A court has upheld the Winchester Planning Board’s approval of plans for a gas station, convenience store and Dunkin’ Donuts at a major intersection in town.
A neighboring business, Kulick’s Market on Warwick Road, had appealed the board’s decision, citing concerns about traffic and safety.
The appeal was the latest chapter in a saga that has involved multiple planning-board proceedings and two trips to the N.H. Supreme Court since 2012.
Judge David W. Ruoff of Cheshire County Superior Court denied the latest appeal in an order dated May 1 and released Wednesday.
Ruoff wrote that he “finds the Town’s decision to approve the plan was appropriate, lawful and amply supported by the information in the record,” including evidence about traffic impacts.
Kulick’s owner Stanley S. Plifka Jr. declined to comment on the order, and his attorney, Kelly E. Dowd, said only that they are considering their options.
It’s unclear when construction would begin. Gary Kinyon, an attorney for the company developing the project, said he and his client “were pleased with the decision of the court,” but declined to comment further.
A party in a civil case has 30 days to appeal a decision to the state Supreme Court, according to the Superior Court’s rules of procedure.
S.S. Baker’s Realty Co., LLC, is hoping to build a gas station and convenience store with a drive-thru Dunkin’ Donuts at 4 Warwick Road, a site at the intersection of Routes 10 and 78, also known as Warwick Road.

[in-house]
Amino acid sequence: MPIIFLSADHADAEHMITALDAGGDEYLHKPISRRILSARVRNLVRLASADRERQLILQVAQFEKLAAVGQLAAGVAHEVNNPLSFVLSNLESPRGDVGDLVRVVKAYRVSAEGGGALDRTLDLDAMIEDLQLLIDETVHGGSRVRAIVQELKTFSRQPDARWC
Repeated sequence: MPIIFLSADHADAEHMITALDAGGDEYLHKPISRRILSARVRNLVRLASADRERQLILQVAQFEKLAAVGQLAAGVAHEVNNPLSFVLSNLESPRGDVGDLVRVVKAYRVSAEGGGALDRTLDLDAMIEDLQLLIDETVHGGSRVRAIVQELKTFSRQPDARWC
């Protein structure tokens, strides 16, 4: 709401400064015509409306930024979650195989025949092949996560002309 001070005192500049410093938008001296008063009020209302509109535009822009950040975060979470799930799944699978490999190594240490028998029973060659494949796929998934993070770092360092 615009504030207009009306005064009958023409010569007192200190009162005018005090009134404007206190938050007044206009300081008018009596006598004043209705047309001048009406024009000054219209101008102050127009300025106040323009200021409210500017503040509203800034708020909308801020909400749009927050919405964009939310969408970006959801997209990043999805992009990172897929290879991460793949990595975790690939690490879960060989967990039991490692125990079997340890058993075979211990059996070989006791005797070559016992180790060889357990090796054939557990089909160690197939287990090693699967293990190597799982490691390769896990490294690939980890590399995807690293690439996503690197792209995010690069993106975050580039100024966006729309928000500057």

Teofilo Salema, the company’s manager and registered agent, has other Dunkin’ Donuts franchises in the Monadnock Region.
The planning board approved the plans in January. Kulick’s filed an appeal the next month.
The proposal has a complicated backstory. The planning board rejected an earlier version of it in 2012, prompting an unsuccessful court appeal from S.S. Baker’s. Meanwhile, in 2013, the board approved a revised plan — which Kulick’s in turn appealed. The Supreme Court denied that appeal in 2016, which would have allowed S.S. Baker’s to develop the site.
But the company instead returned to the planning board with a modified plan, having acquired an adjoining property that allows the building to be expanded and placed farther back from the road. That was the plan the board approved in January.
In its February appeal, Kulick’s argued that traffic turning left into the property’s driveway from Route 10, and vice versa, will create safety issues. An attorney for Winchester, however, argued at an early April court hearing on the appeal that the planning board had reviewed detailed evidence and concluded the driveway would be safe.
Ruoff, in his order, noted that a challenge to a planning-board decision must clear a high bar — the appealing party must show that the board misapplied the law or came to an “unreasonable” decision.
“In this case, Kulick’s has not sustained that burden,” he wrote. “In fact, the record establishes that the planning board carefully considered all the evidence before it when assessing the site plan and its impact on traffic.”